So, if any aspect of this ethnographically-inspired digital-historical prosopographical fantasy appeals to you–how to specify it, build it, use it, improve it–I’d love for us to chat.

    (An earlier version of this session took place at THATCamp Virginia in December 2010.)

  • Post-THATCamp Happy Hour


    I’ve reserved some post-THATCamp pre-prandial time and space at a nearby pub. They’ll be expecting a large group at D4 Irish Pub & Café at about 6:15pm — they’re saving a spot by the fireplace, even. The pub is located just a couple of blocks away at 345 Ohio St. — it’s on the map on the Travel page. All are welcome, even non-THATCampers.

  • Session Proposal: Best Practices and New Ideas for Open-Access Publications


    The academy needs open-access. As Bethany Nowviskie has pointed out in a memorable (and revolting) phrase, much of the intellectual product of the academy is “fight club soap.” We produce scholarly work at great cost to our institutions and the donors and governments that fund them, only to hand them over to for-profit publishers, who sell them back to our libraries at ruinous cost. This cost is exorbitant for the wealthiest universities and prohibitive for everyone else, exacerbating the divide between haves and have-nots, and locking our scholarly work behind paywalls where hardly anyone reads it.

    Thankfully, there is no reason why we need to continue in this way. The economics of publishing that favored the printed, bound, and distributed academic journal are now untenable, and instead we have the opportunity though the internet for open-access publications, that is, publications which are available online, for free, regardless of the user’s affiliation. Open-access scholarly publications are the academy’s chance to cash in on the idea that “information wants only to be free.” But like anything worth doing, creating open-acccess publications will take a lot of work.

    I’ve recently accepted the opportunity to be the web editor for the Journal of Southern Religion, an online journal that has been open-access since 1998. (It’s remarkable how prescient the editors of JSR were about the opportunities of open-access in its first issue.) I’ve been tasked with a redesign of the site, but also with thinking through what the journal should look like in the future.

    My session proposal, then, combines both the large question of open-access with the specific issues I’m going to face over the next year or so. I’d like to talk with scholars, librarians, technologists (anyone, actually) about the best practices and new ideas for open-access publications. For example, we might try answering these types of questions:

    • What new ways of publishing can an online, OA journal take advantage of?
    • What are the technical requirements of an OA journal?
    • What is the best use of web 2.0 technologies?
    • Is there a better way to handle citations than footnotes?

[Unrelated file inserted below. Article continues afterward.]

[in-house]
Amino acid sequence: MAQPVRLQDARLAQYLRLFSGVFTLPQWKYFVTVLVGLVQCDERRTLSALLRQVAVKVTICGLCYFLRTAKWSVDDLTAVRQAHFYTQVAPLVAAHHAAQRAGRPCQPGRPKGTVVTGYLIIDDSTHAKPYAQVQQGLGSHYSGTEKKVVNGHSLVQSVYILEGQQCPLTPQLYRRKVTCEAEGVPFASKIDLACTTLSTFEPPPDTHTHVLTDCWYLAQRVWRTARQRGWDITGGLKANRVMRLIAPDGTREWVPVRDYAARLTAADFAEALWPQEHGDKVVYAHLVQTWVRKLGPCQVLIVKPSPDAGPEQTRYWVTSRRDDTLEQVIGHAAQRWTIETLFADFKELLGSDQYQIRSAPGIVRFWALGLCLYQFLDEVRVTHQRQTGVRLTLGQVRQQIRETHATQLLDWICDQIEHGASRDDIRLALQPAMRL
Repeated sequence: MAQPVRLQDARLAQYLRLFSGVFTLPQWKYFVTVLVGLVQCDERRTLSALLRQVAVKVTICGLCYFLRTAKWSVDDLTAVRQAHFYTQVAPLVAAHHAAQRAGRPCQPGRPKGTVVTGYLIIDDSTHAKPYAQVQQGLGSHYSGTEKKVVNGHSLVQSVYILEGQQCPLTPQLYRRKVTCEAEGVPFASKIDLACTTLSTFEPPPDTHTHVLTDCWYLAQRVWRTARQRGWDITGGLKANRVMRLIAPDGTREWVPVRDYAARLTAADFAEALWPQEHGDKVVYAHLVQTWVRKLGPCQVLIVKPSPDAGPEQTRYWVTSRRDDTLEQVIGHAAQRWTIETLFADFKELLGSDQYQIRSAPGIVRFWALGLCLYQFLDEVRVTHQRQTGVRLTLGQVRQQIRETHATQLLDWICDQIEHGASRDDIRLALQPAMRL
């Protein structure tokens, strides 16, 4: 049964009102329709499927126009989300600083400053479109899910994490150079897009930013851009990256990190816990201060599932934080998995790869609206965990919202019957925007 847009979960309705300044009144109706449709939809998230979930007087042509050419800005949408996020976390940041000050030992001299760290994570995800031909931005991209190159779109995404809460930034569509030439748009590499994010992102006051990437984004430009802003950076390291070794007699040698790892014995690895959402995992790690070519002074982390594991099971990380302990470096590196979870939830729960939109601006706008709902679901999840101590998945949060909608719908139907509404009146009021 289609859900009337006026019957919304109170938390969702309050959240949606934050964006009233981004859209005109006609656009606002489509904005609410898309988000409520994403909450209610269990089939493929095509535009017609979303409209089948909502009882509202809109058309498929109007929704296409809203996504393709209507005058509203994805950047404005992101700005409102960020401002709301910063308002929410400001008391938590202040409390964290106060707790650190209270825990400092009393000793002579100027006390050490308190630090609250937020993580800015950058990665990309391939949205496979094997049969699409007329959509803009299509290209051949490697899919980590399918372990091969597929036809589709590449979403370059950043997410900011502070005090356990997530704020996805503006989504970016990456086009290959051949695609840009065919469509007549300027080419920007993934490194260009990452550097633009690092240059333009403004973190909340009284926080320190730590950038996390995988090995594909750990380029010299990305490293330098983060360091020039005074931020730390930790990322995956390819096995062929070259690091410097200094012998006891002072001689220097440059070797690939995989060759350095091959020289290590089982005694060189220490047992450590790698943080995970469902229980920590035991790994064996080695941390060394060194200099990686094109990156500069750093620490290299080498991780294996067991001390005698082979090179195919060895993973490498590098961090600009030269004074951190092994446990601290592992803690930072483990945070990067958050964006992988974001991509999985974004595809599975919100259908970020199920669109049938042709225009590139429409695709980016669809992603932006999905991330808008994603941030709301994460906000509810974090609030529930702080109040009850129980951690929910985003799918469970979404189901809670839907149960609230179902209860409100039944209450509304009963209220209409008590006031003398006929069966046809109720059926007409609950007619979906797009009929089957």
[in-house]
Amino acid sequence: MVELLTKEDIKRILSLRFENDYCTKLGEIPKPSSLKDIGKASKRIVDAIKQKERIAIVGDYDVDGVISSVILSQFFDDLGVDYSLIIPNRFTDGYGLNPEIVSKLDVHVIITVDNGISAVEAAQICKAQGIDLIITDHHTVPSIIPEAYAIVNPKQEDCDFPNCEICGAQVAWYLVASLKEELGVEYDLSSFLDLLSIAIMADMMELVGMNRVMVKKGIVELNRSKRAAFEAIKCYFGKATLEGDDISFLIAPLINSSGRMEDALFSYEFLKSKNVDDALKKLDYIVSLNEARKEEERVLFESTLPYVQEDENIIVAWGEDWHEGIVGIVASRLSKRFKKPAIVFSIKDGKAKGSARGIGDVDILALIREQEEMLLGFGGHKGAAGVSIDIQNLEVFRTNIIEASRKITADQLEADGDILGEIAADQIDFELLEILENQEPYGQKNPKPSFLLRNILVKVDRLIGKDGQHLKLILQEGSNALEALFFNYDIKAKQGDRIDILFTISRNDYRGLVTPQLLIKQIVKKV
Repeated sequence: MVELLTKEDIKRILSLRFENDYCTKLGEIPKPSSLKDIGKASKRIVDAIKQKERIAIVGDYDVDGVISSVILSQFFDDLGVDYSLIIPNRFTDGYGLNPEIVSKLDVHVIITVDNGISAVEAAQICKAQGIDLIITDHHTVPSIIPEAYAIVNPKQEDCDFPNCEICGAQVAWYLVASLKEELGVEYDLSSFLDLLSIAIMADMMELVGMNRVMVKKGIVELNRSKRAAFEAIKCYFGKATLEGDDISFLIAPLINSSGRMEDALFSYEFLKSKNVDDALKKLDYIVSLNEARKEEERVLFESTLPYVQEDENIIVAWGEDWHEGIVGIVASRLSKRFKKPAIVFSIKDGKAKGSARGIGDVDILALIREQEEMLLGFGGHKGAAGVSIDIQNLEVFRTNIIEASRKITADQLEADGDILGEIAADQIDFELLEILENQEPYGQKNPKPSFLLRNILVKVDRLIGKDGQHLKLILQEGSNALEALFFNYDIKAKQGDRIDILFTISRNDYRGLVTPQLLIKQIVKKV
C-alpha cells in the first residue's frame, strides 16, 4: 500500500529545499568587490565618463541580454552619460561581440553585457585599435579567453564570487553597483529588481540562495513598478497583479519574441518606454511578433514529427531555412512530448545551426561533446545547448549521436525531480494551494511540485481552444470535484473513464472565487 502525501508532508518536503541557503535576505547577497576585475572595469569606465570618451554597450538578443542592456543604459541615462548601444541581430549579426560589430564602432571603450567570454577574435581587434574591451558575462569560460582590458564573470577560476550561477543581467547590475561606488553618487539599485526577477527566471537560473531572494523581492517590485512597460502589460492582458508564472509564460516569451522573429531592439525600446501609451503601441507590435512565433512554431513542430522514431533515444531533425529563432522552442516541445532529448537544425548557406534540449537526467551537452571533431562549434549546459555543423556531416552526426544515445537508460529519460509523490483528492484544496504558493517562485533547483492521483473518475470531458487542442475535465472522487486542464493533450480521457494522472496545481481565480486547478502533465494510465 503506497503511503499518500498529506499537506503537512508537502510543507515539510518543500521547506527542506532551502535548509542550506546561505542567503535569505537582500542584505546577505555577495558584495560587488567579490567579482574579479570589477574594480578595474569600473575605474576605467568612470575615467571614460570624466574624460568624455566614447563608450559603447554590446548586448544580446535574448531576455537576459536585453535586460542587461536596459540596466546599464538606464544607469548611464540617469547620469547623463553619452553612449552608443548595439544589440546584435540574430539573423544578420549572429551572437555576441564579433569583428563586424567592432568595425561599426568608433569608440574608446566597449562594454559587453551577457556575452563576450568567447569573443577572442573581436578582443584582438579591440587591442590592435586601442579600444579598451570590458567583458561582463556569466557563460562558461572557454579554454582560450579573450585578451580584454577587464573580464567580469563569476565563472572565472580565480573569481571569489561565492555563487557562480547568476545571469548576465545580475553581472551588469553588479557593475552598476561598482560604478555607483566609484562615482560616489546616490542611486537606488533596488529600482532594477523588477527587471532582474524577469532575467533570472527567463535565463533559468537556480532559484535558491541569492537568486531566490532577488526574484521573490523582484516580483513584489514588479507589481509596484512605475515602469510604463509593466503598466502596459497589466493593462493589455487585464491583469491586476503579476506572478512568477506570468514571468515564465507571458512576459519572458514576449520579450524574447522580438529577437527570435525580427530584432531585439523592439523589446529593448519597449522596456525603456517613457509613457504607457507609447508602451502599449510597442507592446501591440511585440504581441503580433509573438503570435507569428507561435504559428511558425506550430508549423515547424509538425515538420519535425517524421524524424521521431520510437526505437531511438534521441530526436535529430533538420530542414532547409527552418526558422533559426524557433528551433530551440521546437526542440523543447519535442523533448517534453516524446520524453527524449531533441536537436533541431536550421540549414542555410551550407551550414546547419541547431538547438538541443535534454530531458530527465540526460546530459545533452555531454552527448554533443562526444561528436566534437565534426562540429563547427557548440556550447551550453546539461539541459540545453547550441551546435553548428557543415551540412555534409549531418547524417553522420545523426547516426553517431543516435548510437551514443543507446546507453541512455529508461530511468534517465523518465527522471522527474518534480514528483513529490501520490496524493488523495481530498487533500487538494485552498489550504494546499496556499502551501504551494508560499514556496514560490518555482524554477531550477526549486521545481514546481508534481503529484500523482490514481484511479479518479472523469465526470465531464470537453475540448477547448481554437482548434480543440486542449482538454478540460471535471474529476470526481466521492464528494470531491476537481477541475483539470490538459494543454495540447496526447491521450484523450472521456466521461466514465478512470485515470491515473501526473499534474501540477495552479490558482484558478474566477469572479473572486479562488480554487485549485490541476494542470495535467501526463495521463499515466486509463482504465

• How can an OA journal keep its back catalog useable into the future?
    • What are the best software options for running an OA journal?

    It would be best if this session could produce a deliverable, probably in the form of a report or syllabus listing best practices, useful readings, and possible future directions for open-access journals. We could write this collaboratively during the time we have for the session.

    If you have any ideas, links to open-access publications that are doing good work, or readings that would helpful, please leave them in the comments below. Thanks!

    I’ve cross-proposed this session, which I originally proposed for THATCamp New England 2011 but which was sparsely attended.. A new group at THATCamp AHA might have different ideas and different experiences.

    Tags: , ,

  • Session proposal: No More Plan B?


    You may have seen “No More Plan B,” in which AHA president Anthony Grafton and executive director Jim Grossman argue that it’s time to devote serious attention to preparing history grad students for jobs outside the professoriate.

    You may also have seen the responses: one from grad student Dan Allosso, one from historian Rohan Maitzen, one from Tenured Radical, and a response-to-the-responses from Grafton and Grossman.

    THATCamp AHA seems like the perfect place to discuss our own responses to this line of thought. I’m particularly interested in:

    • what it means to prepare grad students for non-traditional careers. What has to change?
    • what these careers might be.
    • what the AHA’s role might be.
    • whether this direction marks an accommodation to academic casualization, as some have argued (for example, in the comments here).
    • how we might create mentoring and advocacy opportunities for history grad students who are dealing with this unsettling time for the profession.

  • Unsession Proposal: Epic brain dump!, or, THATCampception


    I got this idea talking to a guy about a New Year’s Eve party he was at with a martial arts club. They did a thing where everyone taught one quick lesson about something. Sounded very THATCampy to me, so I’d like to suggest giving it a whirl here.

    So, maybe one session where everyone there aims to teach, in five to ten minutes, something about DH, kinda like Dork Shorts, but less about projects and more about knowledge and skills-sharing (depending on how many people show up, might have to enforce a time limit!). So, you might teach the group about a particular tool you like (any Prof- or Grad Hackers here?), or about some general knowledge or technique you use — a habit for managing RSS or Twitter feeds. Or maybe a quick lesson about some detailed technology (what is Object Oriented programming? or what does a MySQL database look like and do, anyway?). I think it could be a fun way for people to share something that they’ve learned recently and present it to others — always a good way to reinforce newly acquired knowledge!